Most greenhouse gases that people emit come from fossil fuels, so understanding how much fossil fuels we’re likely to burn in the coming decades is a crucial climate issue. I’ve been learning a lot about “peak oil” and related ideas lately, and have been having some heretical thoughts—or at least they feel heretical to me, since I’ve been dedicated to covering climate science for the past few years.
It seems to me that a lot of the worst-case scenarios for climate change presented in the IPCC reports and the media may not be real possibilities, if the peak oil camp is right, and if there’s less oil, natural gas, and coal that is actually feasible to burn than climate-concerned people like myself had believed. This issue of fossil fuel reserves is huge and highly fraught, of course, so I’ll just cover one aspect of it here, building off a recent news article I wrote.
The future of oil depends a lot on what we can call “the wedge of hope.” That’s the name my wife came up with in a snap, when I showed her the graph below:
It’s from the International Energy Agency’s new World Energy Outlook, published yesterday, with the “wedge of hope” being the light blue triangle in the middle, representing “fields yet to be found.” (It doesn’t say “the wedge of hope” on the original graph, of course, or else my wife wouldn’t be very clever. I added that in myself.)
As I reported for National Geographic News (“Has the world already passed ‘peak oil’?”), the IEA said that the world may have passed the all-time peak of crude oil production, back in 2006. (That’s the dark blue hump forming the base of oil production.)
Whether we’ve already passed the peak of crude oil, the IEA says, depends on countries’ climate policies, the demand—and hence the price—of oil, and other factors. In their “New Policies Scenario,” which takes countries at their word that they’ll stick to the climate change commitments that they’ve made over the past couple of years for cutting greenhouse gas emissions.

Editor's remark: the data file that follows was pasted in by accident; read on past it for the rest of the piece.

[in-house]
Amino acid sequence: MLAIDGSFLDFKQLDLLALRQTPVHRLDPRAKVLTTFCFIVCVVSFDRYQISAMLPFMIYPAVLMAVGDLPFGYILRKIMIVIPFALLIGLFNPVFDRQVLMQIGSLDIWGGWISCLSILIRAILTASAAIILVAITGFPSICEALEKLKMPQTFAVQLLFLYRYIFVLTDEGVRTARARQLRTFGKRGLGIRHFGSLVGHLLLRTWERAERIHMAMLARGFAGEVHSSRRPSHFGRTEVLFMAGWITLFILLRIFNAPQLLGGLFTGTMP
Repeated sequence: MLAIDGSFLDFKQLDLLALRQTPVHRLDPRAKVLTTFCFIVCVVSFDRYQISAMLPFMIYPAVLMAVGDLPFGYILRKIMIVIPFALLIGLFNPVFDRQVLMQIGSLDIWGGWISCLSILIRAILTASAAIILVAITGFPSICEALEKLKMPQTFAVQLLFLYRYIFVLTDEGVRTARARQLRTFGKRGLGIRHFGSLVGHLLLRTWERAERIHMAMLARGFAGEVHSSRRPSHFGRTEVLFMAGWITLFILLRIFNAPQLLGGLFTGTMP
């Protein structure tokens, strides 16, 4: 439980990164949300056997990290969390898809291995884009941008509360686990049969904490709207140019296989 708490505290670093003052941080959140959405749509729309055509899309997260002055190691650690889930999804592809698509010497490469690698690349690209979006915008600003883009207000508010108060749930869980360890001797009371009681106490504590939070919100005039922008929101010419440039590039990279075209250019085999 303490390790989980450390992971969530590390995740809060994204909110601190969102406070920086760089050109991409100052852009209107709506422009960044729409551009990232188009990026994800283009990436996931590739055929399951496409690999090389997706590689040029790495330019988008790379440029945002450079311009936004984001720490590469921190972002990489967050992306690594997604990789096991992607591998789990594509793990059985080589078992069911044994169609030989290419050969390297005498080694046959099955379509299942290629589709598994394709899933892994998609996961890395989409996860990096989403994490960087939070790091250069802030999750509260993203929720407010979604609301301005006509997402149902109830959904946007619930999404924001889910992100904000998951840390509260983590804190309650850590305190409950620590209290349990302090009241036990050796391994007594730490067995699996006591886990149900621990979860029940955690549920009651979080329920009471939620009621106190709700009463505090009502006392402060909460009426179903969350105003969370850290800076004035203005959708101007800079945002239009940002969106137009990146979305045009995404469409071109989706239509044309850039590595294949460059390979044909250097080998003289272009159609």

Assuming they’ll stick to these commitments might be overly optimistic. But on the other hand, these pledges are fairly weak compared with what most scientists say is necessary to avoid severe climate change. So we’d better hope that they would at least stick to those commitments.
In any case, it’ll take probably another decade or so to see for sure whether we’ve passed the all-time peak.
After the peak in 2006, the IEA is now forecasting only a slight dip, and then a plateau for the next 25 years. But this plateau is strangely flat, suspiciously flat. It this plausible? How did they arrive at this?
One way of approaching it is to look at the wedge of hope. It starts off as a sliver, right now, and then gradually grows until, in 2035, it’s responsible for about 20 million barrels a day of production. However, it takes time to get new fields online—several years, at least—and it’s taking longer all the time, as the projects become more expensive and more technically difficult , and oftentimes more politically fraught.
Kashgan, a huge oil field in Kazakhstan’s part of the Caspian Sea, was discovered in 2000, and its first oil is expected by 2012, according to one site, Offshore Technology. That might be overly optimistic. But even if it pans out, that’s a 12-year lag between discovery and first oil, and then it would still take at least a couple of years for its production to ramp up to its peak.
I think the wedge of hope may have to be shifted into the future, about a decade. If so, it looks to me like there wouldn’t be a flat plateau for 25 years, but instead would be a decline of crude oil. It would be a real, clearly defined peak—and that would be a real problem for industrial civilization, which is so dependent on oil.
If this picture I’ve painted is roughly right, then the big climate question is: How will people cope with a decline of oil production? Will they turn to coal-to-liquids to keep their gas tanks full? Will economies crash? (The Great Recession took a big bite out of yearly CO2 emissions, so an economic meltdown seems like it can be good for the planet, at least in the short run.)
Sometimes it seems that people who care about climate change and those who care about peak oil are at odds with each other. But here’s a case where getting them to talk to each other more could help highlight positive overlaps. Clean energy that doesn’t involve fossil fuels would help with both peak oil and climate change, for example. And clean energy might be easier to sell as a way of planning for or coping with peak oil than a more distant, more abstract threat of climate change.